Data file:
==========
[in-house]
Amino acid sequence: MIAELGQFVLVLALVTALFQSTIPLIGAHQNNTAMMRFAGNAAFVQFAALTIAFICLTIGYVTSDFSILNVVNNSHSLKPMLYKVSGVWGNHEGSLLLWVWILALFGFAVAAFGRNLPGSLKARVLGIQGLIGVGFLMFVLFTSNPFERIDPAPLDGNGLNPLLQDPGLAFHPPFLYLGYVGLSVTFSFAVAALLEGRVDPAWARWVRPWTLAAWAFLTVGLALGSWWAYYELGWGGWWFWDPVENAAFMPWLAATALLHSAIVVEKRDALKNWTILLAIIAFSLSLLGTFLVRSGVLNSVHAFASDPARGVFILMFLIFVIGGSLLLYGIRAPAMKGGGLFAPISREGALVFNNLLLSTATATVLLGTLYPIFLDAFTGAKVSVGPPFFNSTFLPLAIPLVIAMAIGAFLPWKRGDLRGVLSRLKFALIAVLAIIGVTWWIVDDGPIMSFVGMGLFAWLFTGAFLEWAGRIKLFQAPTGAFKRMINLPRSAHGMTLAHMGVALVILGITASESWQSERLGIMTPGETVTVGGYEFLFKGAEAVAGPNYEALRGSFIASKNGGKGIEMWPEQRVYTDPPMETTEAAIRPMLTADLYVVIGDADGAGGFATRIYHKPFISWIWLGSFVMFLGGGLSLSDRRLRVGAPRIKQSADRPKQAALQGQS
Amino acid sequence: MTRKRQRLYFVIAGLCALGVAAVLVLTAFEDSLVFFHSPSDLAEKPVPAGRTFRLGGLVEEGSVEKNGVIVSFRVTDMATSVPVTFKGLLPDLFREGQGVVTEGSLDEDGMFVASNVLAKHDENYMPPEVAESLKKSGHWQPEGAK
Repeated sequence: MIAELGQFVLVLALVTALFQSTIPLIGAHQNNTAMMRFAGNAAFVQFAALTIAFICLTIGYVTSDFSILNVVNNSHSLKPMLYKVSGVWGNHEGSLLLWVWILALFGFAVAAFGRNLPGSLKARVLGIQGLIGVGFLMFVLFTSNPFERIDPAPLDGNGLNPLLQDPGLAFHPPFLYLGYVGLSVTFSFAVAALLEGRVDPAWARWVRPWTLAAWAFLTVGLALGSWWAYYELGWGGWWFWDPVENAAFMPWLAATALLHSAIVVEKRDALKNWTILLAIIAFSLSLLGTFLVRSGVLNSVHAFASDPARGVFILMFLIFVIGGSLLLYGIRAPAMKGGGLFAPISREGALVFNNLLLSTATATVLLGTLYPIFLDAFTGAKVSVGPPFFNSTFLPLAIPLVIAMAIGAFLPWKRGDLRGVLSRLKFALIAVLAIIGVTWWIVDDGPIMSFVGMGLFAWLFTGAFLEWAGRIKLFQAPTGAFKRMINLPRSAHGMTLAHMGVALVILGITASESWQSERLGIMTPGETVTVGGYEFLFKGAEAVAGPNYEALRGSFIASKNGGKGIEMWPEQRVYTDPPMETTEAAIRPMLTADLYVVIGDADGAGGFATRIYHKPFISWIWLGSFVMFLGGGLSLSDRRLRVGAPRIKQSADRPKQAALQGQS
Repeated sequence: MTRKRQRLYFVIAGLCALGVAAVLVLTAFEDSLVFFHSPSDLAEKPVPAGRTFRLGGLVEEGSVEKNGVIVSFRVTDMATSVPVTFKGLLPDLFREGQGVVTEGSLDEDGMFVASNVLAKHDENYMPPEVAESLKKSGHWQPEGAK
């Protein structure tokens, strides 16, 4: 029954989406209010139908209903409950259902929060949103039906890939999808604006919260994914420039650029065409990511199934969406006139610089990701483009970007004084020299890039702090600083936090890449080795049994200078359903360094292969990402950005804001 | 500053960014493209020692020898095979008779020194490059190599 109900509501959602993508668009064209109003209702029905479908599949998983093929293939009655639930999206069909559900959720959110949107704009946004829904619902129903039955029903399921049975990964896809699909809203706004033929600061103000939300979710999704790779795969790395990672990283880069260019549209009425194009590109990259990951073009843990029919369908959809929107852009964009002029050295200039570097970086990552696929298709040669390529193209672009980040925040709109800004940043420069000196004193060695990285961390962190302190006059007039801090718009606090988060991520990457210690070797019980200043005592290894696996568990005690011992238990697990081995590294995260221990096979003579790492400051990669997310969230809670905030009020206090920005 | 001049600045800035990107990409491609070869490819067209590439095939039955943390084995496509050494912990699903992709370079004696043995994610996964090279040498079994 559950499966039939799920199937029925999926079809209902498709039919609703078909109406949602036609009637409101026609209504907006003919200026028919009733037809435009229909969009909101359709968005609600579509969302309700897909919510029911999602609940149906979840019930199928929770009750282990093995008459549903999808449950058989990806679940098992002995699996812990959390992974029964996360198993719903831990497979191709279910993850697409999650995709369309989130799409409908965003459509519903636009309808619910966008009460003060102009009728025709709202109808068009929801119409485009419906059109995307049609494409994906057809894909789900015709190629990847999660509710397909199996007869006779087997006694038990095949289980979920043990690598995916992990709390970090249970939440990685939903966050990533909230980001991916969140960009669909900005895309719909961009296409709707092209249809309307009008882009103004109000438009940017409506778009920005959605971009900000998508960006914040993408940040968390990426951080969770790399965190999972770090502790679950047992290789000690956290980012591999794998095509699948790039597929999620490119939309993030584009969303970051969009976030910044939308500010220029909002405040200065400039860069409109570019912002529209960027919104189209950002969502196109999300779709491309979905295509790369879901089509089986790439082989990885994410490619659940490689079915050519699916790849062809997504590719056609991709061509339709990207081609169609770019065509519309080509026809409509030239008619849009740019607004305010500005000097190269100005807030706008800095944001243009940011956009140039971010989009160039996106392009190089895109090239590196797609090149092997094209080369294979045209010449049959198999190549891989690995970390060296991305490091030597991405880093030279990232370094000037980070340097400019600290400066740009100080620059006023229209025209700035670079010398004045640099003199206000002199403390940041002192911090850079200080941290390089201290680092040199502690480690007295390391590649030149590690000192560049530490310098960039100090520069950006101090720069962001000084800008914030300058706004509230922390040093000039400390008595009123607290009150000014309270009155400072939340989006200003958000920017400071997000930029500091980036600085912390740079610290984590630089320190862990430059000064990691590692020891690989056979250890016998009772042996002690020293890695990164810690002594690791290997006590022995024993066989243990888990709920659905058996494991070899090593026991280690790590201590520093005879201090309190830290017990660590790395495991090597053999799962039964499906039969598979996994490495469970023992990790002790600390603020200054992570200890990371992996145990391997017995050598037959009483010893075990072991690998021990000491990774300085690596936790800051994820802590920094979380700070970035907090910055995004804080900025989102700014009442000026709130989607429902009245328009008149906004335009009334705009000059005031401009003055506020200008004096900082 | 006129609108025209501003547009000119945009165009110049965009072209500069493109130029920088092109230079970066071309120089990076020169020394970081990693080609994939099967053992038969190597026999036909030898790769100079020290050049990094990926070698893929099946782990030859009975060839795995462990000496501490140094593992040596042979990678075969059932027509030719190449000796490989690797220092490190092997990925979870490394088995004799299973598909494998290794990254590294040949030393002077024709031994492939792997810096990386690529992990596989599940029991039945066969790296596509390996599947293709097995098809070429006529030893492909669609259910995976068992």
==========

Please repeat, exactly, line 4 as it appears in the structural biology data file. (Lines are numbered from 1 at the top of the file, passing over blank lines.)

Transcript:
Repeated sequence: MIAELGQFVLVLALVTALFQSTIPLIGAHQNNTAMMRFAGNAAFVQFAALTIAFICLTIGYVTSDFSILNVVNNSHSLKPMLYKVSGVWGNHEGSLLLWVWILALFGFAVAAFGRNLPGSLKARVLGIQGLIGVGFLMFVLFTSNPFERIDPAPLDGNGLNPLLQDPGLAFHPPFLYLGYVGLSVTFSFAVAALLEGRVDPAWARWVRPWTLAAWAFLTVGLALGSWWAYYELGWGGWWFWDPVENAAFMPWLAATALLHSAIVVEKRDALKNWTILLAIIAFSLSLLGTFLVRSGVLNSVHAFASDPARGVFILMFLIFVIGGSLLLYGIRAPAMKGGGLFAPISREGALVFNNLLLSTATATVLLGTLYPIFLDAFTGAKVSVGPPFFNSTFLPLAIPLVIAMAIGAFLPWKRGDLRGVLSRLKFALIAVLAIIGVTWWIVDDGPIMSFVGMGLFAWLFTGAFLEWAGRIKLFQAPTGAFKRMINLPRSAHGMTLAHMGVALVILGITASESWQSERLGIMTPGETVTVGGYEFLFKGAEAVAGPNYEALRGSFIASKNGGKGIEMWPEQRVYTDPPMETTEAAIRPMLTADLYVVIGDADGAGGFATRIYHKPFISWIWLGSFVMFLGGGLSLSDRRLRVGAPRIKQSADRPKQAALQGQS